Dr. Jorge Moll has always been fascinated by the working of the human brain and how psychology and neurology meet and affect human behavior. He has received many honors for his work in this field, including the Visiting Scholar Awards from Stanford Neuroscience Institute and the Nation Institute of Health’s Research Fellow award. He also has been elected to the Brazilian Academy of Sciences as an affiliate member and elected to the International Neuroethics Societies Governors Board. He is now the research group leader and president of the D’Or Institute for Research and Education (IDOR) in Rio de JanEIro.
Some of the recent research conducted at the IDOR under Dr. Jorge Moll’s leadership examines how altruistic behavior is processed by the brain. For this project, Dr. Moll partnered with João Ascenso, a doctoral student in psychology at IDOR. They want to understand exactly how donating our time, money, attention, affection, etc. can impact our brains. They used Functional Magnetic Resonance Imaging (fMRI) to observe the brains “reward centers”. These are the areas that react when we do an activity that makes us happy. They found that the subjects tested had responses in the rewards center that were just as strong when they gave to somebody else as they were when the subject received a gift.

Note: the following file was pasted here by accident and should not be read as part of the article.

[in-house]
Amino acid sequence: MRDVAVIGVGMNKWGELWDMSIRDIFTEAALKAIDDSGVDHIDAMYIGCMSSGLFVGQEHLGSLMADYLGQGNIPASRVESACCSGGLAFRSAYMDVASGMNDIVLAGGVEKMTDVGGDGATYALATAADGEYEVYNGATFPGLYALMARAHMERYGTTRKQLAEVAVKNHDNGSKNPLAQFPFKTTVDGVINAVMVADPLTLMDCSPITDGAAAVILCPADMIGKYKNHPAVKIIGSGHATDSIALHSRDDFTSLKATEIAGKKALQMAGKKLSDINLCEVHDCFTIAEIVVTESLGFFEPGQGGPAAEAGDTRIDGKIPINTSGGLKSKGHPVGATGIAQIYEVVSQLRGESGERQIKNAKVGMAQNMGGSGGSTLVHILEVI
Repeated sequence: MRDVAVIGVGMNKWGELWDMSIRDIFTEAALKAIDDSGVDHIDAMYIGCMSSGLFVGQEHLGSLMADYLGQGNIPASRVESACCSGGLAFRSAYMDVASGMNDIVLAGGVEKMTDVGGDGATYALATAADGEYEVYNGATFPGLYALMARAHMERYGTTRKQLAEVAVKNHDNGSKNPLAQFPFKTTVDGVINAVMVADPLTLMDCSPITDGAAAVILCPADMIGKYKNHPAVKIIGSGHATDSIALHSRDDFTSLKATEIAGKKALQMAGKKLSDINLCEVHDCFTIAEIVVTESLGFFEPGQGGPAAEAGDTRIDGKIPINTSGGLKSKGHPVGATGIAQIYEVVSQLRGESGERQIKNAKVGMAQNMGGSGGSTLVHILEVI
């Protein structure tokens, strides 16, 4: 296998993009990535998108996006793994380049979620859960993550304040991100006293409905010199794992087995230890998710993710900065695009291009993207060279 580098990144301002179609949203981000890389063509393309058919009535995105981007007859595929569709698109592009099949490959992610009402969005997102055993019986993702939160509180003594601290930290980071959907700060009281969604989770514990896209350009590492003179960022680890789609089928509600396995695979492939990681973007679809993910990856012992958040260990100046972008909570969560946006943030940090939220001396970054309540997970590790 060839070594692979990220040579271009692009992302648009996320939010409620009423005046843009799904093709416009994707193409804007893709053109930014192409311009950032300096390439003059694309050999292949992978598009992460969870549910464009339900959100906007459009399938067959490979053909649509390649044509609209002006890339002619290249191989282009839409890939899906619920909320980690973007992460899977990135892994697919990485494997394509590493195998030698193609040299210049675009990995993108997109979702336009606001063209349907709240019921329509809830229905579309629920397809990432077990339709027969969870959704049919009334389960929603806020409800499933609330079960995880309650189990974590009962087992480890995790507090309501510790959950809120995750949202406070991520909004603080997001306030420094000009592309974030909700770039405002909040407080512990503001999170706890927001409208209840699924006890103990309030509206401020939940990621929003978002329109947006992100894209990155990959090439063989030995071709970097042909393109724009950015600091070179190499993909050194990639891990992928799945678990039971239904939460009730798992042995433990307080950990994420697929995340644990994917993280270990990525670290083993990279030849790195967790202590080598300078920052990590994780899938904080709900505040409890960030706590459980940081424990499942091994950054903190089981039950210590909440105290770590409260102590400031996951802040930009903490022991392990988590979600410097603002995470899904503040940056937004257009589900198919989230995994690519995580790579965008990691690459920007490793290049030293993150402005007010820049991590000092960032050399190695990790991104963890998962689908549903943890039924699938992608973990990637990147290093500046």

Furthermore, the act of altruism activated the Septal area and the Subgenual Cortex in the brain, both of which are related to feelings of belonging or attachment. These areas are often involved in activities such as romantic relationships and mother and child bonding. This indicates that by executing the act of giving, your brain activates in a manner that encourages human bonding. This indicates an evolutionary need for relationships.
The IDOR does much more research, including looking into oncology, pediatrics, and medicine in addition to neuroscience. IDOR is mainly sponsored by the D’Or São Luiz Hospital Network. The IDOR has operated separately from the hospital network since 2010.